Congressional Democrats are continuing to obstruct President Trump’s agenda — but should they be wary of how that tactic might hurt their own party?
In a column for USA Today, Jesse Ferguson, a deputy national press secretary for Hillary Clinton’s 2016 presidential campaign, argues convincingly against the Democratic Party plan to obstruct President Trump solely in retaliation for Republicans obstructing President Obama.
“There’s a big problem with this political strategy for Democrats: In the long run, it won’t work,” Ferguson states matter-of-factly.
“Democrats should feel no pressure to support Trump given his weak standing, but simply opposing Trump because Republicans opposed Obama isn’t a winning political strategy for Democrats, either. If one thing is crystal clear from the past three decades — since President Reagan’s election in 1980 — it’s that the more voters hate government, the more Republicans benefit. That’s their strategy. We can’t play into it.”
Ferguson also points out how Democrat obstruction could play into the hands of Republicans, who themselves have made major political gains running on a “government is broken” platform.
“If our only plan is to make government non-functional like Republicans did to us, then we will end up invalidating the basic progressive thesis: Government action can improve people’s lives,” Ferguson writes. “We can’t win the public debate in elections about a progressive agenda if we end up proving the central hypothesis of the conservative agenda — that government can’t get things done — to be true instead.”
Ferguson closed by issuing a stark warning to his fellow Democrats: “Republicans win among voters who hate government, so Democrats’ political strategy can’t be to make more people hate government.”
In addition to other Democrats echoing Ferguson’s opinion, data also lends itself to his argument.
Asked whether the Democratic Party is in touch with the concerns of the average person, a staggering 67 percent said Democrats are out of touch, according to a recent Washington Post-ABC News survey.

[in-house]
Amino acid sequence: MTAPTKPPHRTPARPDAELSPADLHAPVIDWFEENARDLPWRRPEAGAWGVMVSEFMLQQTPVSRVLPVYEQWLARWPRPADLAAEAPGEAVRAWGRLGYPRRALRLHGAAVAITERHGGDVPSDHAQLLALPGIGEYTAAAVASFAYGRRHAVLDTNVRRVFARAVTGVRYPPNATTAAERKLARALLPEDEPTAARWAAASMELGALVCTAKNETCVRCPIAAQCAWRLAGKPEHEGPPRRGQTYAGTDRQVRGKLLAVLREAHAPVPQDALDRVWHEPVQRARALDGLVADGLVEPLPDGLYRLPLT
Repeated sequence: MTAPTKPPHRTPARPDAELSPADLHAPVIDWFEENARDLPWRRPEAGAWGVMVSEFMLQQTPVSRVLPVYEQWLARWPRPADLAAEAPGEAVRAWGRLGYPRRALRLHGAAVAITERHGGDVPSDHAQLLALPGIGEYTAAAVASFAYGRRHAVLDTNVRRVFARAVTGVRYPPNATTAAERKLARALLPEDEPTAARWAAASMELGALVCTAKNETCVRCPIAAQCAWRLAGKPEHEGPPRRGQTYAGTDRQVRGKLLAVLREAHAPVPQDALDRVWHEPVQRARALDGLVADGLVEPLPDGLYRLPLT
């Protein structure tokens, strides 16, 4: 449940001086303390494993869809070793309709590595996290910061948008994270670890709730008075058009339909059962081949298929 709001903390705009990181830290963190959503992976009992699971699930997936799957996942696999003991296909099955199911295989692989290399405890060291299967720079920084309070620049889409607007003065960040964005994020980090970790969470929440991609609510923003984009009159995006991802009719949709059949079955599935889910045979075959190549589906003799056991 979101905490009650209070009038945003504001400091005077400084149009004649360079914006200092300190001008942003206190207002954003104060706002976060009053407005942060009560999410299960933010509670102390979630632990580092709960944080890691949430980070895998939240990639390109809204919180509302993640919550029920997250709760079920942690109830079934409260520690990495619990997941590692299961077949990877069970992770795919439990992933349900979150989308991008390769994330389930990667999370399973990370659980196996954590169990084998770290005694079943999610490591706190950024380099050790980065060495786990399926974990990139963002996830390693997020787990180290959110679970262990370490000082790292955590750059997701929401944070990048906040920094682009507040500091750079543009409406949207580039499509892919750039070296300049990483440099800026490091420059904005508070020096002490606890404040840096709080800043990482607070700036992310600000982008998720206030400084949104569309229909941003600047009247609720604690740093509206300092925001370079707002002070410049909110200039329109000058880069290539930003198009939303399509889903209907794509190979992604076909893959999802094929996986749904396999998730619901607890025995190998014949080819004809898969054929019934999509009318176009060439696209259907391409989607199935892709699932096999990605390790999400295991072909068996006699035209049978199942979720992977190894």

Originally, Democrats probably envisioned that obstruction would be welcomed by their base. However, because last year’s election was a “change election,” this decision may backfire on them.
For example, here are two tweets by President Trump where he mentions “obstruction” and “Democrats” in a negative connotation, and then, in the same sentence, claims they are hindering progress on healthcare, tax cuts and national security.
Can Democrats not see what he is doing?
In the minds of millions, he is drawing a connection between Democrats and the government’s inability to function. This has been the Republican Party’s calling card for the last 30 years. The president is attempting to rebrand the Democratic Party by labeling them the party of obstruction.
Rather than adhering to the maxim pronounced by former first lady Michelle Obama, and embraced by the Clinton campaign during the presidential election last year — “When they go low, we go high” — Democrats are instead choosing to resist the president at every level.
David Axelrod, a former senior adviser to President Obama, cautioned against that mindset in a February interview with NPR.
“Do you resist everything? That is the mood of activists within the party. It creates some problems, for example, for the 10 senators who are running in 2018, Democrats who are from states that Donald Trump carried,” Axelrod said.
All signs point to the Democrats not heeding the advice of Ferguson or Axelrod. In fact, most of the liberal leaders in Washington are catering to the extremists in their party, all the while ignoring their true base: the blue-collar factory worker.
Unfortunately for the Democratic Party, these are the very voters who helped Trump tear down their “blue wall” last November.
If Democrats want to someday return to power, the road back is through corroboration; not obstruction.
Democrats must prove to their base that, despite their ideological differences with President Trump, they remain the party of the people and not the party of rich elites.
Obstruction does not send that message.